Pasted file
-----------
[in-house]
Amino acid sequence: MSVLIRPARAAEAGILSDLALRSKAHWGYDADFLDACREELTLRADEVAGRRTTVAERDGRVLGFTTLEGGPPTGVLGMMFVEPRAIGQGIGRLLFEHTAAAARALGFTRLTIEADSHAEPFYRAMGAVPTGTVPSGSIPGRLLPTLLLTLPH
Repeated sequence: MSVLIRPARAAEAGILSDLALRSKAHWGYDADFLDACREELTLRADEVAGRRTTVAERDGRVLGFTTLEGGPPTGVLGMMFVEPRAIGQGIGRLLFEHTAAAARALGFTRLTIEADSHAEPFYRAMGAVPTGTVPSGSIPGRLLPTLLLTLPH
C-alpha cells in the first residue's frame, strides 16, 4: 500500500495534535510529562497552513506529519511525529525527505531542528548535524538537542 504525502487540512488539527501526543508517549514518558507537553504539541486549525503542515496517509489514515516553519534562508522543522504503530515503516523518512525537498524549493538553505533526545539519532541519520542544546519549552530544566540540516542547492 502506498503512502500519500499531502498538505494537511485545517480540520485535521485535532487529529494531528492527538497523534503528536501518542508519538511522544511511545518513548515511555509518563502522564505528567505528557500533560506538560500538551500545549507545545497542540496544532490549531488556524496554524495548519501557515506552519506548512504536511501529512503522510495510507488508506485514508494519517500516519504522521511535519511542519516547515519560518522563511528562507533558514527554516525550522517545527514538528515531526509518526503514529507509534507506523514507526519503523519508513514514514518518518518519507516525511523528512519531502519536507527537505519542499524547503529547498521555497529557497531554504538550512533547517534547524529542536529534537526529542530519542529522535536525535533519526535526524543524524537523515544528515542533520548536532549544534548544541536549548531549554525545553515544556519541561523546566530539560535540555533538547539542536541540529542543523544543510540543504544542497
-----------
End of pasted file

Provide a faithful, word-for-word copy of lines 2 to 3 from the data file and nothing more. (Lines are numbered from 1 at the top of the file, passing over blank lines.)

Amino acid sequence: MSVLIRPARAAEAGILSDLALRSKAHWGYDADFLDACREELTLRADEVAGRRTTVAERDGRVLGFTTLEGGPPTGVLGMMFVEPRAIGQGIGRLLFEHTAAAARALGFTRLTIEADSHAEPFYRAMGAVPTGTVPSGSIPGRLLPTLLLTLPH
Repeated sequence: MSVLIRPARAAEAGILSDLALRSKAHWGYDADFLDACREELTLRADEVAGRRTTVAERDGRVLGFTTLEGGPPTGVLGMMFVEPRAIGQGIGRLLFEHTAAAARALGFTRLTIEADSHAEPFYRAMGAVPTGTVPSGSIPGRLLPTLLLTLPH